The ANU’s recent decision to stop investing in companies it judges to have behaved in an unsustainable manner environmentally or even socially has attracted a great deal of attention. The overwhelming majority of it has been negative. Politicians, captains of industry and editorial writers have queued up to criticise the ANU and its beleaguered vice chancellor. The ANU managed to unite the Fairfax and Murdoch papers in outraged opposition – no mean feat in itself.
But is it really so outrageous to suggest that a university’s money ought not to be invested in products and practices that are deemed to be damaging in some way? What would some of the critics say if the ANU was investing in the tobacco industry, for example? Not only is it now widely understood that smoking has enormously damaging and costly consequences for individuals and society more generally, but it’s increasingly seen as unacceptable to profit from the industry as a result.
It hasn’t always been so. It’s only relatively recently that a sense of social responsibility and a notion of the collective good has transformed social values and expectations about harmful products like tobacco. Significantly, it took highly trained specialists to make connections between behaviour and health outcomes. The result was a massive change in the way many individuals behaved with benefits for them and for society more generally.
Vested interests in the tobacco industry weren’t too thrilled about all this, of course, as it directly affected their profitability. The coal industry finds itself in a similar position now – for good reason, in my view. We know coal is highly polluting and one of the largest sources of dangerous CO2 emissions. We know this largely as a consequence of the research conducted by highly trained experts within universities.
It would, therefore, be rather odd, if not reprehensible, for universities not to take notice of the research that is conducted by their staff, especially when its implications are so profoundly important and widely recognised. But universities not only have an obligation to respect the work of their staff – they have a duty of care toward their students, too.
Just how far-reaching this latter responsibility extends is plainly a matter of debate. But it’s hard to see how a university cannot take an ethical approach to investment decisions that could profoundly affect the lives of its primary ‘customers’. Investments that we know will actually contribute to climate change, for example – which is arguably still the greatest security problem facing us and, more particularly, future generations – are difficult to justify, no matter how profitable they may be in the short-term.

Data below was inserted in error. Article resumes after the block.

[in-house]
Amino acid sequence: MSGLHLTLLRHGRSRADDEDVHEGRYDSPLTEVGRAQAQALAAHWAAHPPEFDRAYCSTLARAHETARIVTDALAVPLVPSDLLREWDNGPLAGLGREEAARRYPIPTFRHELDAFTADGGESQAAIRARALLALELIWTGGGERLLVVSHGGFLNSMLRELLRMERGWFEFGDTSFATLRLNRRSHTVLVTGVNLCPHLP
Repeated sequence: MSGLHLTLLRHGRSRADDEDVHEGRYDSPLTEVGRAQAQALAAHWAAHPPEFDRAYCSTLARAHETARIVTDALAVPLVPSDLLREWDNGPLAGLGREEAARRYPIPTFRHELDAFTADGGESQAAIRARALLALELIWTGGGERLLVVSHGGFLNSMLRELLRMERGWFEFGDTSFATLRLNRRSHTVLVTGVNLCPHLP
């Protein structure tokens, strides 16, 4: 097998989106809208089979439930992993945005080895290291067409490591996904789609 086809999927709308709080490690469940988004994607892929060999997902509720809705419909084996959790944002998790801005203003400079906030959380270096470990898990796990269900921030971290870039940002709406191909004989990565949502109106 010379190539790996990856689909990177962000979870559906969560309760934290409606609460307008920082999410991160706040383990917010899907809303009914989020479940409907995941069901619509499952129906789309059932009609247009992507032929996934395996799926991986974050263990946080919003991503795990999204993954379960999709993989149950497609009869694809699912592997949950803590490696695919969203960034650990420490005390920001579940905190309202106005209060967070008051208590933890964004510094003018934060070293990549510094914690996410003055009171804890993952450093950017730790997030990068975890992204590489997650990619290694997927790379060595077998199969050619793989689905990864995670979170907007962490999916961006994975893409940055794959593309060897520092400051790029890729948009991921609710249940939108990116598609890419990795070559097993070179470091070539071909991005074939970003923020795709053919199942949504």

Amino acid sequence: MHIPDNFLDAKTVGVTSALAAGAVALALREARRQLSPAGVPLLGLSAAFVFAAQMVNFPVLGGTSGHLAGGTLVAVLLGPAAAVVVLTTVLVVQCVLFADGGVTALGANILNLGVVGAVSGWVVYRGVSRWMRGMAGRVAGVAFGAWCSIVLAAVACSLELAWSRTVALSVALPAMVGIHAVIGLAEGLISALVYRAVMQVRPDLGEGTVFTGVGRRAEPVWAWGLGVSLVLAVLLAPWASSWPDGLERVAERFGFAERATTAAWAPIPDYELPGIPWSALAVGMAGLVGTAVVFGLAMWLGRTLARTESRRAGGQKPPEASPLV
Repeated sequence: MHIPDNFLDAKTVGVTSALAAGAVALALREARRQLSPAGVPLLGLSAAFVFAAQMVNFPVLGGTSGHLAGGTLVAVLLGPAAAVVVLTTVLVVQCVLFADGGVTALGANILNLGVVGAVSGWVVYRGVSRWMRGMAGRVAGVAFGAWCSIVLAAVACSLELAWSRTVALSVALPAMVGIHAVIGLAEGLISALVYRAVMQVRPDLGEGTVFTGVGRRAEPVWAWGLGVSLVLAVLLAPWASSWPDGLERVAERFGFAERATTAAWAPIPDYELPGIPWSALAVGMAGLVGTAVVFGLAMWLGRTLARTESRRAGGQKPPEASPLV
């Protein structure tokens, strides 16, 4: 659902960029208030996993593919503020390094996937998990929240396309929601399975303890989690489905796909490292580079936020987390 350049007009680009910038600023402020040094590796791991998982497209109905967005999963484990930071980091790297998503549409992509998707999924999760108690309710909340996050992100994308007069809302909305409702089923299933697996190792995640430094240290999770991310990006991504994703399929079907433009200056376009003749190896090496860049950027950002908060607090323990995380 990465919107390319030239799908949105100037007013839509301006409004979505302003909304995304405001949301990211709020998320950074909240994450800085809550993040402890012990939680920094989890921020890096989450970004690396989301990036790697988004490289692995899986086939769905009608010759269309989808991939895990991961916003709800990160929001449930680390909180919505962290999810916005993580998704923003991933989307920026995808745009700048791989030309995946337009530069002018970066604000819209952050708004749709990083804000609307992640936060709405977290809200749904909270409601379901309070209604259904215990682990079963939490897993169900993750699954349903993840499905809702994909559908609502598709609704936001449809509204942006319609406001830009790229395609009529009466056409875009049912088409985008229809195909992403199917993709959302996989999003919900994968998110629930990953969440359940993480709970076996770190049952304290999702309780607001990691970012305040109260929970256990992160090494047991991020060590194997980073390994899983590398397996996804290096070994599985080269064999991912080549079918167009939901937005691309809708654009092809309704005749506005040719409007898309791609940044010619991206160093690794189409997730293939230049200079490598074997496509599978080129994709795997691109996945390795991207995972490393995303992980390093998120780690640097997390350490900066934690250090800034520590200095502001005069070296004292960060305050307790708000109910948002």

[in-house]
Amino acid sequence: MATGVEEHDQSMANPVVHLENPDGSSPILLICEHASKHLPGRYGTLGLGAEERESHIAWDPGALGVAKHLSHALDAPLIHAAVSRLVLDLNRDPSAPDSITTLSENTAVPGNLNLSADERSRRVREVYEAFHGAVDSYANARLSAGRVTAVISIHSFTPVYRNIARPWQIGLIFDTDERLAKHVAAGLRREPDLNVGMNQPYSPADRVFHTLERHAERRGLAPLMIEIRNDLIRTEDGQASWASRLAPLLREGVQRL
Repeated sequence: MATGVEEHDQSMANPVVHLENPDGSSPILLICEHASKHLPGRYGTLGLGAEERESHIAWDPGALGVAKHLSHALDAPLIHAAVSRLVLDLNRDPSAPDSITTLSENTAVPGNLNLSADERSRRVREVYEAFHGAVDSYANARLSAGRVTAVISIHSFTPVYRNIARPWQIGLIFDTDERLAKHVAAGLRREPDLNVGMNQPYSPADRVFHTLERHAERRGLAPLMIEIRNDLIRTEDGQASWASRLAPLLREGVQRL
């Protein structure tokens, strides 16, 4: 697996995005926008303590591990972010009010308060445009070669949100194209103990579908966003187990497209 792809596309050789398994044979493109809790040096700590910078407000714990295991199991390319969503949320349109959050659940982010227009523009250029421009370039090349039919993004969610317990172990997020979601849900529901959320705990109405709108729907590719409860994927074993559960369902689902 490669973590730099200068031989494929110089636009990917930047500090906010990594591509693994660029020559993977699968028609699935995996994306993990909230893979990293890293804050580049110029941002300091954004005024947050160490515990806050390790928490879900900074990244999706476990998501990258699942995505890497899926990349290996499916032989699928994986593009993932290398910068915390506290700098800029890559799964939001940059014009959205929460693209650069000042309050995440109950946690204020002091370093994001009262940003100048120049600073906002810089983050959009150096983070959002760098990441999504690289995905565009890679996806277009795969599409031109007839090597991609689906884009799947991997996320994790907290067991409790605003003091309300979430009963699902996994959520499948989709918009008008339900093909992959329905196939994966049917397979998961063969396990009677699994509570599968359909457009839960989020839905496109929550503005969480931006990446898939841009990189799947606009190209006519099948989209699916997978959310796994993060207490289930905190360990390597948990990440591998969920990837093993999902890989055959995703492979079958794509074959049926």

At a time when our political leaders are either unwilling to act for ideological reasons, or incapable of doing so because of the sheer difficulty of achieving domestic – much less international – agreement, responsibility for the fate of the planet and its future inhabitants falls increasingly on individuals, be they people, institutions or even companies.
Capitalism isn’t to blame for this, people are. The people who ran the Soviet Union were hardly beacons of environmental best-practice either. But the incentive structures associated with market forces make it especially difficult for any of us, much less, profit-oriented corporations, to rise above the short-term and the self-interested. And yet anyone with children really ought to have a powerful incentive to take a longer term view of the world and the way its economic and political imperatives operate.
Universities and their inhabitants are frequently accused of being out of touch with the ‘real world’, which is generally just a synonym – albeit an unacknowledged one – for private enterprise and individual interests. There may be much to be said for both, but they cannot be relied upon to produce the best of all possible worlds. Whatever the best possible future looks like, it is still likely to require some forethought and planning to achieve it.
We are under no obligation to care about the world we leave behind, but if we have any sense of intergenerational justice it would be nice to think that the students we teach and the children we have will have more to look forward to than simply figuring how to clean up our mess and making do with whatever we haven’t already used up.
The editorial writers at the Australian Financial Review sternly declare that ‘academics should not be advocates or activists’ and that it is ‘self-indulgent’ to criticise the corporate sector upon whom our welfare apparently depends.
This is a bit rich given the standard accusations about inhabiting ivory towers and failing to engage with wider audiences. It is hard to resist the obvious conclusion that work that underpins immediate private profitability is welcome, research that points to its potentially unsustainable long-term consequences is not.
Students are quite capable of seeing through the self-serving, the specious or the tendentious, whether it comes from their teachers or the editorial writers of papers they have long since given up reading. They are also capable of recognising that they are about to inherit a world full of problems that were not of their making. The least the older generation can do is to recognise this and not add to their burden.